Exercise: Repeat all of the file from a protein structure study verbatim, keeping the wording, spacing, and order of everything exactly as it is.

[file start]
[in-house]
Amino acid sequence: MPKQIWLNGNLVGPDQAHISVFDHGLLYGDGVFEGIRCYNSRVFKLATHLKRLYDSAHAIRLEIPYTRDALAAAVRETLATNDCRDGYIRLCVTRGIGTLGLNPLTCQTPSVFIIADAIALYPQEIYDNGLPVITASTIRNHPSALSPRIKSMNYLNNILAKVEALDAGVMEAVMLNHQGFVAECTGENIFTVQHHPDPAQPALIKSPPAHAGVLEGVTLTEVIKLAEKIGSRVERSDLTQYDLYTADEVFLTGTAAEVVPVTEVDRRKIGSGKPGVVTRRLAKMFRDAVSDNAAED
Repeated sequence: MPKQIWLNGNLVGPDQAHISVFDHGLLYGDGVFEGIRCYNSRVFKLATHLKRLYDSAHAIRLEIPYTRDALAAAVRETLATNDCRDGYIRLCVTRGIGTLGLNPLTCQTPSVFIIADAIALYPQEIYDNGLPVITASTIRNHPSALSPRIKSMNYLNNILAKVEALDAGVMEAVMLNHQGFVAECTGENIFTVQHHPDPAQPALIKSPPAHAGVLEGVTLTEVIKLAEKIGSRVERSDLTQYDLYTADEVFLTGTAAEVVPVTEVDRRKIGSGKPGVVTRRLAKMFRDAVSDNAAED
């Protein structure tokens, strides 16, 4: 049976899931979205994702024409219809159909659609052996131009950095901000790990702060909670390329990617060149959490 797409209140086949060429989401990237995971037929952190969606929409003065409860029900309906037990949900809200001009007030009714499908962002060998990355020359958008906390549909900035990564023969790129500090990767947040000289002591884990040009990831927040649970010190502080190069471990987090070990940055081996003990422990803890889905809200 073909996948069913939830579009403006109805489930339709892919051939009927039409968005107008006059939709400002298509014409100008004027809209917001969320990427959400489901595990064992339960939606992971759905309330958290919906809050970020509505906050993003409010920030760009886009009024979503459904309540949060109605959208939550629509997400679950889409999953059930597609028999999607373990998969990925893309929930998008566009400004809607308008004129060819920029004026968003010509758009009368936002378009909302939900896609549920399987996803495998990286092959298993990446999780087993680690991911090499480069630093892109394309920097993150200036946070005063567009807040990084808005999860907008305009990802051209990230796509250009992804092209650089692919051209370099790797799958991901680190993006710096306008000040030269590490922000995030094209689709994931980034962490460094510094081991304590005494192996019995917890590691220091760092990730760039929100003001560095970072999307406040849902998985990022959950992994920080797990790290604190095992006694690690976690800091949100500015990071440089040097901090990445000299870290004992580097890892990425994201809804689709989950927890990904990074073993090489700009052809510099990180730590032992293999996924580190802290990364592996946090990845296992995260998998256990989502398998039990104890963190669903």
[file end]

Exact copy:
[in-house]
Amino acid sequence: MPKQIWLNGNLVGPDQAHISVFDHGLLYGDGVFEGIRCYNSRVFKLATHLKRLYDSAHAIRLEIPYTRDALAAAVRETLATNDCRDGYIRLCVTRGIGTLGLNPLTCQTPSVFIIADAIALYPQEIYDNGLPVITASTIRNHPSALSPRIKSMNYLNNILAKVEALDAGVMEAVMLNHQGFVAECTGENIFTVQHHPDPAQPALIKSPPAHAGVLEGVTLTEVIKLAEKIGSRVERSDLTQYDLYTADEVFLTGTAAEVVPVTEVDRRKIGSGKPGVVTRRLAKMFRDAVSDNAAED
Repeated sequence: MPKQIWLNGNLVGPDQAHISVFDHGLLYGDGVFEGIRCYNSRVFKLATHLKRLYDSAHAIRLEIPYTRDALAAAVRETLATNDCRDGYIRLCVTRGIGTLGLNPLTCQTPSVFIIADAIALYPQEIYDNGLPVITASTIRNHPSALSPRIKSMNYLNNILAKVEALDAGVMEAVMLNHQGFVAECTGENIFTVQHHPDPAQPALIKSPPAHAGVLEGVTLTEVIKLAEKIGSRVERSDLTQYDLYTADEVFLTGTAAEVVPVTEVDRRKIGSGKPGVVTRRLAKMFRDAVSDNAAED
């Protein structure tokens, strides 16, 4: 049976899931979205994702024409219809159909659609052996131009950095901000790990702060909670390329990617060149959490 797409209140086949060429989401990237995971037929952190969606929409003065409860029900309906037990949900809200001009007030009714499908962002060998990355020359958008906390549909900035990564023969790129500090990767947040000289002591884990040009990831927040649970010190502080190069471990987090070990940055081996003990422990803890889905809200 073909996948069913939830579009403006109805489930339709892919051939009927039409968005107008006059939709400002298509014409100008004027809209917001969320990427959400489901595990064992339960939606992971759905309330958290919906809050970020509505906050993003409010920030760009886009009024979503459904309540949060109605959208939550629509997400679950889409999953059930597609028999999607373990998969990925893309929930998008566009400004809607308008004129060819920029004026968003010509758009009368936002378009909302939900896609549920399987996803495998990286092959298993990446999780087993680690991911090499480069630093892109394309920097993150200036946070005063567009807040990084808005999860907008305009990802051209990230796509250009992804092209650089692919051209370099790797799958991901680190993006710096306008000040030269590490922000995030094209689709994931980034962490460094510094081991304590005494192996019995917890590691220091760092990730760039929100003001560095970072999307406040849902998985990022959950992994920080797990790290604190095992006694690690976690800091949100500015990071440089040097901090990445000299870290004992580097890892990425994201809804689709989950927890990904990074073993090489700009052809510099990180730590032992293999996924580190802290990364592996946090990845296992995260998998256990989502398998039990104890963190669903």